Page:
OTHER VOICES

Financial reform bedeviled by details

Former US Federal Reserve Bank Chairman Paul Volcker listens to opening statements at a hearing before the Senate Finance Committee on Capitol Hill in Washington in this file photo taken January 21, 2009. The Federal Reserve's policy of paying banks interest on money parked at the U.S. central bank is at odds with its latest efforts to stimulate economic growth, Volcker said September 20, 2012.
BRIAN SNYDER | Reuters
Former US Federal Reserve Bank Chairman Paul Volcker listens to opening statements at a hearing before the Senate Finance Committee on Capitol Hill in Washington in this file photo taken January 21, 2009. The Federal Reserve's policy of paying banks interest on money parked at the U.S. central bank is at odds with its latest efforts to stimulate economic growth, Volcker said September 20, 2012.
Posted Aug. 23, 2013, at 11:29 a.m.

On Monday, President Barack Obama summoned top financial regulators to the White House and told them to get busy finishing implementation of the 2010 Dodd-Frank financial reform law. Obama’s impatience is understandable. Dodd-Frank is the centerpiece of his efforts to prevent another financial meltdown like the one in 2008. Yet as of July 15, regulators have finalized only 158 of 398 rules called for in the legislation, according to a law firm, Davis Polk, that tracks the process.

Why the delay? First, there’s the sheer multiplicity of responsible federal agencies. A list of those represented at the president’s meeting includes the Federal Reserve, Securities and Exchange Commission, Federal Deposit Insurance Corp. and National Credit Union Administration. There was much talk of consolidating these turf-conscious bureaus at the time Congress was working on Dodd-Frank; the bill’s failure to do so looks more unfortunate with each passing day.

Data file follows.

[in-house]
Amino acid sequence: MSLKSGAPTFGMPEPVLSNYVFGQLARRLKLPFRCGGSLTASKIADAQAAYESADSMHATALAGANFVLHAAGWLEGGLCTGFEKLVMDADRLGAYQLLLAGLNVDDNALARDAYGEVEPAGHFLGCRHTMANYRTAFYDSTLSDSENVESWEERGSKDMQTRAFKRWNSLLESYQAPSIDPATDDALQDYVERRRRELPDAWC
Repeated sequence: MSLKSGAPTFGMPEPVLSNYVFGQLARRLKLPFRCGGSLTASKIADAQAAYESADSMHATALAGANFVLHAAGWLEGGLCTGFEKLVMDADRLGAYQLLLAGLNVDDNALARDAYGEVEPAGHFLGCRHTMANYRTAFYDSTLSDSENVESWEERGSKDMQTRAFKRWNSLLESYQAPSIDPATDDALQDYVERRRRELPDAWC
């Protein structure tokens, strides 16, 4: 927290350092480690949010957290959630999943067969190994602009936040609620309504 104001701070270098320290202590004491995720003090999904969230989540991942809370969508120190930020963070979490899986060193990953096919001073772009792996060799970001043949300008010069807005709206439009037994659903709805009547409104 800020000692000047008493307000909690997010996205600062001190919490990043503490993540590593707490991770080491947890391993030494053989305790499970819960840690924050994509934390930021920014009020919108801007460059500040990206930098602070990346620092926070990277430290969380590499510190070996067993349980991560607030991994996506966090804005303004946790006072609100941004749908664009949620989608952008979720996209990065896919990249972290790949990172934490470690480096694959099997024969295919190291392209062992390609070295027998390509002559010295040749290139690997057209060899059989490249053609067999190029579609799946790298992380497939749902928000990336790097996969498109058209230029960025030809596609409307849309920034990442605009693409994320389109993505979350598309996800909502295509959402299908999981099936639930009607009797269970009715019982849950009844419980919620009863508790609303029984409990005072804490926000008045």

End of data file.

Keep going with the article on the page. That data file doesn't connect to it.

Yet Dodd-Frank presents genuinely difficult substantive issues that would have challenged the nimblest regulatory apparatus. Case in point: the Volcker Rule, the law’s command that federally insured banks no longer engage in securities trading on their own account. Though not a major cause of the 2008 crash, such “proprietary trading” is a potential source of instability. The rule’s namesake, former Federal Reserve chairman Paul Volcker, and others persuaded the framers of Dodd-Frank to limit commercial banks to taking deposits and making loans, leaving uninsured investment banks, hedge funds and private equity to handle riskier stuff with no expectation, implicit or otherwise, of a federal bailout.

Neat in theory, the Volcker Rule has proved hideously complex in rule-making practice.

A proposed Volcker Rule issued in October 2011 ran to 298 pages and included 350 questions for further public discussion. In congressional testimony on July 11, Federal Reserve governor Daniel K. Tarullo expressed the “hope and expectation” that a final version will be ready by year’s end.

If not, it might be time to go back to the drawing board, as former FDIC chairwoman Sheila Bair and Volcker have suggested. If regulators can’t write a proprietary trading definition that’s sufficiently fine-grained and administratively enforceable, perhaps they should draft a broad one, enforced by holding bank executives and boards personally accountable for compliance.

The Washington Post (Aug. 23)

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